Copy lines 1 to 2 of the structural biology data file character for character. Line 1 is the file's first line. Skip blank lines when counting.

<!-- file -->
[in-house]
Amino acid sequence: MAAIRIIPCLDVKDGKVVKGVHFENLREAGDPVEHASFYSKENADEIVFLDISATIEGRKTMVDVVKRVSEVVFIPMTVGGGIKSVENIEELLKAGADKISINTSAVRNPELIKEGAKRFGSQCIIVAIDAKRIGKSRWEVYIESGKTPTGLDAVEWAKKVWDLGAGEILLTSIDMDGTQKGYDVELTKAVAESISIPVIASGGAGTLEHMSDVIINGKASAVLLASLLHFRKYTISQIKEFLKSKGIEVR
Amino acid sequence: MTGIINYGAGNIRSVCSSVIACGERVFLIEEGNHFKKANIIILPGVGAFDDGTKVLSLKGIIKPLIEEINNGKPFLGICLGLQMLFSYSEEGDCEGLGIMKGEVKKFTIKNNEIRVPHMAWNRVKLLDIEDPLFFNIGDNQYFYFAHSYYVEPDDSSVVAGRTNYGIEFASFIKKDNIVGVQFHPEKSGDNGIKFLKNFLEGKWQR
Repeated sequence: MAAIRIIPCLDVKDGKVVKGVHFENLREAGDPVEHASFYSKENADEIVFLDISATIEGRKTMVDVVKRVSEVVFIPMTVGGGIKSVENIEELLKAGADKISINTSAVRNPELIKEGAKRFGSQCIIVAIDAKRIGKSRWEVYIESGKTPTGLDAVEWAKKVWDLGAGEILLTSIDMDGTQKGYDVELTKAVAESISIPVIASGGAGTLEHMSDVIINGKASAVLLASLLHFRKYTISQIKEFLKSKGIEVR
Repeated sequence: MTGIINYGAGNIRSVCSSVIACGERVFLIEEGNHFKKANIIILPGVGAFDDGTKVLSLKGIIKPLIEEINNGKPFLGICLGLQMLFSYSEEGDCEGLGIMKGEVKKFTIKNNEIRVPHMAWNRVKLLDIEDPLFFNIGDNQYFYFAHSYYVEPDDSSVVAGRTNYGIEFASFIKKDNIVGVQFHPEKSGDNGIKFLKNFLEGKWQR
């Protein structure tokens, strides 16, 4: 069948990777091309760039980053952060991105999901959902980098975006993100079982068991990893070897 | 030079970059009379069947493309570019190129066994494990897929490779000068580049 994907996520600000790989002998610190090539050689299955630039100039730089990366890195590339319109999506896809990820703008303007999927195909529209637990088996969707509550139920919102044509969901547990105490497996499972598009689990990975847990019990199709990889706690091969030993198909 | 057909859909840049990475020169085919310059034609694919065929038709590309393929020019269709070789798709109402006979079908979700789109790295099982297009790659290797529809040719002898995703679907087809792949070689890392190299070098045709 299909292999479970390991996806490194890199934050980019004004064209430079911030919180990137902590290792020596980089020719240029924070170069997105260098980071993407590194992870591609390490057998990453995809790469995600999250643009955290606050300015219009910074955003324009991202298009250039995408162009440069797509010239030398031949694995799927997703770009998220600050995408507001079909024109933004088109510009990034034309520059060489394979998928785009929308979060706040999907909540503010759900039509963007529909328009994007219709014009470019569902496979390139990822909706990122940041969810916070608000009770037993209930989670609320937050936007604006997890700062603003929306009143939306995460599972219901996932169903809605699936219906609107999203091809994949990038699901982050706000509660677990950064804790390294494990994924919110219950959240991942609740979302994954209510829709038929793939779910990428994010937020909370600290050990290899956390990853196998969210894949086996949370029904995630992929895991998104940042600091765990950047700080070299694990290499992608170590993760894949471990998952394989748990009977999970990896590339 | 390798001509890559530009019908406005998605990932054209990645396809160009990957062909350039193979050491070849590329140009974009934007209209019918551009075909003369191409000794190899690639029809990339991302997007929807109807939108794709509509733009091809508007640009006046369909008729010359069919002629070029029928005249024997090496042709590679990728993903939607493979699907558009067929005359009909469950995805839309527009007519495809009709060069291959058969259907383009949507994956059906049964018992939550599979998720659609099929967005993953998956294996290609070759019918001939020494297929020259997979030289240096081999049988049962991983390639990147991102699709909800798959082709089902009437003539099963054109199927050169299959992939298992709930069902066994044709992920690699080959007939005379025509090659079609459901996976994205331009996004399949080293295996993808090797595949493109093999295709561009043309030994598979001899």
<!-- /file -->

[in-house]
Amino acid sequence: MAAIRIIPCLDVKDGKVVKGVHFENLREAGDPVEHASFYSKENADEIVFLDISATIEGRKTMVDVVKRVSEVVFIPMTVGGGIKSVENIEELLKAGADKISINTSAVRNPELIKEGAKRFGSQCIIVAIDAKRIGKSRWEVYIESGKTPTGLDAVEWAKKVWDLGAGEILLTSIDMDGTQKGYDVELTKAVAESISIPVIASGGAGTLEHMSDVIINGKASAVLLASLLHFRKYTISQIKEFLKSKGIEVR